Gods of the Steppe
This novel is part coming-of-age story for a 12-year-old boy, and part critique of a mining operation near a remote village in the Russian Steppe. It is summer 1945, and the boy, Petka, constantly fantasizes about being in the war. He idolizes the troops at a nearby army base and finds ways to sneak in and soak up the atmosphere.
Unfortunately, most of the characters in this story are unsavory – including the main protagonist. The only likeable character is a Japanese POW, Hirotaro, who is a physician expert in using herbs, with which he attempts to cure ailments of his fellows and their Russian captors. The Japanese POWs are forced to work in the mine, which happens to be laced with uranium, causing an excessively high death rate among the POWs. The POW physician makes a connection between the POW death rate and the mutations of various plants in the vicinity, but no one will listen to him. In the end he temporarily cures Valerka, Petka’s closest friend, and Petka, who grew up hating the Japanese because of government propaganda and war fever, develops a close bond with this particular Japanese.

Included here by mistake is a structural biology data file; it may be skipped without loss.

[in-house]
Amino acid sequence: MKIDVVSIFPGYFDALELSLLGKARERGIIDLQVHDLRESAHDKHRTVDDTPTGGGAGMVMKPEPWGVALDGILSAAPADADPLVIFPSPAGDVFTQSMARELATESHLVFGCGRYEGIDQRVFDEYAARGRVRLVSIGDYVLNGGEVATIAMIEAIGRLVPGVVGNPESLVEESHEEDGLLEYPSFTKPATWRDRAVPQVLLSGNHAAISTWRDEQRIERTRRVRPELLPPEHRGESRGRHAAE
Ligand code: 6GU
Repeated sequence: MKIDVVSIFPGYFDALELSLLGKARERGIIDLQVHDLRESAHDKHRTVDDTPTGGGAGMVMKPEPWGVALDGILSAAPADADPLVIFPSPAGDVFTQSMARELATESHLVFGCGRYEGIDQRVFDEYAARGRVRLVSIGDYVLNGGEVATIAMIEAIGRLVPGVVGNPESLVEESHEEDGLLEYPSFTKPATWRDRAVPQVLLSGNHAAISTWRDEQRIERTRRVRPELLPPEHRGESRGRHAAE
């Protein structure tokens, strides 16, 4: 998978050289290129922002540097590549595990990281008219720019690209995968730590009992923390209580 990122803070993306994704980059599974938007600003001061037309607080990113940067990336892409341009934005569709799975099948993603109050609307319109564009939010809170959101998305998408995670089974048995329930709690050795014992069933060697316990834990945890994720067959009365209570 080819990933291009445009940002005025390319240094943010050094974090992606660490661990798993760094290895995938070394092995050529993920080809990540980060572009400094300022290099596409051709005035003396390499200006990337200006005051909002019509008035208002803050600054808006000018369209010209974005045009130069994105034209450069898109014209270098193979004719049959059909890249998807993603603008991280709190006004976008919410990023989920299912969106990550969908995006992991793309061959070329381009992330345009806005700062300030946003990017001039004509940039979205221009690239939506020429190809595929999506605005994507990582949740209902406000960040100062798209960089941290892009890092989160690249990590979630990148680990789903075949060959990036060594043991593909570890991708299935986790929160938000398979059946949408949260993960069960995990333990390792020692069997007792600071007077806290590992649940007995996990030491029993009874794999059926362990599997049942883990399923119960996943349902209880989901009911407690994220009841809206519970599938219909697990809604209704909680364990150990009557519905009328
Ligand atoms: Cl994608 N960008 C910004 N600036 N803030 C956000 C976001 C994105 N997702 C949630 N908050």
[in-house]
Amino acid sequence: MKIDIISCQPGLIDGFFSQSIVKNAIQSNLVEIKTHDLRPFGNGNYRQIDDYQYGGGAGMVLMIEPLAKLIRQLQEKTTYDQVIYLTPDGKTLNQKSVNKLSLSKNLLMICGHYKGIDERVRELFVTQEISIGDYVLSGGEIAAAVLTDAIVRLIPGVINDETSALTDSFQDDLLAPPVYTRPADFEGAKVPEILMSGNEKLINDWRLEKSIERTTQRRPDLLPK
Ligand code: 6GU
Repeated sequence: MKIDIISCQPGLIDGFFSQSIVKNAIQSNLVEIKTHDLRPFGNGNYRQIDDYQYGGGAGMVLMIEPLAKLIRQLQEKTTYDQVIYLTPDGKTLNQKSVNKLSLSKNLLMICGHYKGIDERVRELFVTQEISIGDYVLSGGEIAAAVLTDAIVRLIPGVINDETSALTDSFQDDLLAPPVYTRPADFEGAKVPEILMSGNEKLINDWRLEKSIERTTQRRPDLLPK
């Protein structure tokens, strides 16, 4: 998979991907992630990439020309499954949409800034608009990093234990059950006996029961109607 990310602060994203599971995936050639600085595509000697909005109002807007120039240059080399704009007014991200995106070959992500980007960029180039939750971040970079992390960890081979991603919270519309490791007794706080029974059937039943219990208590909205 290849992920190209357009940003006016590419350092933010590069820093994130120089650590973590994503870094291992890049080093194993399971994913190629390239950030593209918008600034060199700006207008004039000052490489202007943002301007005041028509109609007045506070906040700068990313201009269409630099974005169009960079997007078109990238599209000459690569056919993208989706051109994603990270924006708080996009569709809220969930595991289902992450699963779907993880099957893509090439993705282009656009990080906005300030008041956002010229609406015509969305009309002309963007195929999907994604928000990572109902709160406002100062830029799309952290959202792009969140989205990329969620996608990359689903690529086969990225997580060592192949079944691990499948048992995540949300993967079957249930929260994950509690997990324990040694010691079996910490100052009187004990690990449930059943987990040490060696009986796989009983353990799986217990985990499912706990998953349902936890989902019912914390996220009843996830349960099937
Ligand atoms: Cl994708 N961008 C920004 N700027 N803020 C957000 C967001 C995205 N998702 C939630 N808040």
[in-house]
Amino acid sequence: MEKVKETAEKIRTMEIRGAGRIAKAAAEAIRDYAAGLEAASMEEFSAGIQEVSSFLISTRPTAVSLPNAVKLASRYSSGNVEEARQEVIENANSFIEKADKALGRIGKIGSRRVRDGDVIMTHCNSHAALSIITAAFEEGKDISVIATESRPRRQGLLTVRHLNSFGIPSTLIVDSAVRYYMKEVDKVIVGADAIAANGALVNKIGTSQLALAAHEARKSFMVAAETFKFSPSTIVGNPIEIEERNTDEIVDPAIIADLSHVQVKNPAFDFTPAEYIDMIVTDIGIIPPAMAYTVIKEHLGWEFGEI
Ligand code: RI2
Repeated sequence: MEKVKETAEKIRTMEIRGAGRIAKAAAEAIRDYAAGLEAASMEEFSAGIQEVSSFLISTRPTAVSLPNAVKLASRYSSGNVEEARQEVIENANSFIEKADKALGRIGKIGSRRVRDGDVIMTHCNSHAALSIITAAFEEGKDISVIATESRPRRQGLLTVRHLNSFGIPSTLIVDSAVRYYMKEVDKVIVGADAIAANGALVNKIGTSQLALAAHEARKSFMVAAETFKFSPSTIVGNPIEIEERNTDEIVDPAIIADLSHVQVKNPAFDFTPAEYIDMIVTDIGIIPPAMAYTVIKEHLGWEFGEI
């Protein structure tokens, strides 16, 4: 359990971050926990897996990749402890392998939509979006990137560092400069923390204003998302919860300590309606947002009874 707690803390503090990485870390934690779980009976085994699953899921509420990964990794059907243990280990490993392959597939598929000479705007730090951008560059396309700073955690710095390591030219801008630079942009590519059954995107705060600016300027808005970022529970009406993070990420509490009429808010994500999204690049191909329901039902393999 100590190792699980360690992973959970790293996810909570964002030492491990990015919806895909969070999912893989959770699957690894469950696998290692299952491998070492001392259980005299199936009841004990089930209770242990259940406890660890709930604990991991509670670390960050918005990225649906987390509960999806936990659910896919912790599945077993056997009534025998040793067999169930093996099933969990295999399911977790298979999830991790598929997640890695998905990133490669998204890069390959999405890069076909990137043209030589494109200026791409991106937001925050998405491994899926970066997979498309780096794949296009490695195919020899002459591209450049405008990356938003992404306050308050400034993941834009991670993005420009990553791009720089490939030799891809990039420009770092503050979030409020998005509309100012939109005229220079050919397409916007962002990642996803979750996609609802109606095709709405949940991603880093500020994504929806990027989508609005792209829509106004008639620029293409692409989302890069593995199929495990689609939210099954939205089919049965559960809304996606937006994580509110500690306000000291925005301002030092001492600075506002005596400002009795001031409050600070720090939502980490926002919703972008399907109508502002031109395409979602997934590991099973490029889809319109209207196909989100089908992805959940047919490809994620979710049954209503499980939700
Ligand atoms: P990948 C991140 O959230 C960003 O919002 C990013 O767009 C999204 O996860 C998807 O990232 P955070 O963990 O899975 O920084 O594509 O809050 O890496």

American readers will find the first 2/3 of this book difficult to plow through, as there does not seem to be any central plot, and many of the actions of the characters seem a little too contrived, and even silly. There are, however, numerous intriguing subplots – left unfulfilled until the epilogue. The epilogue is nice.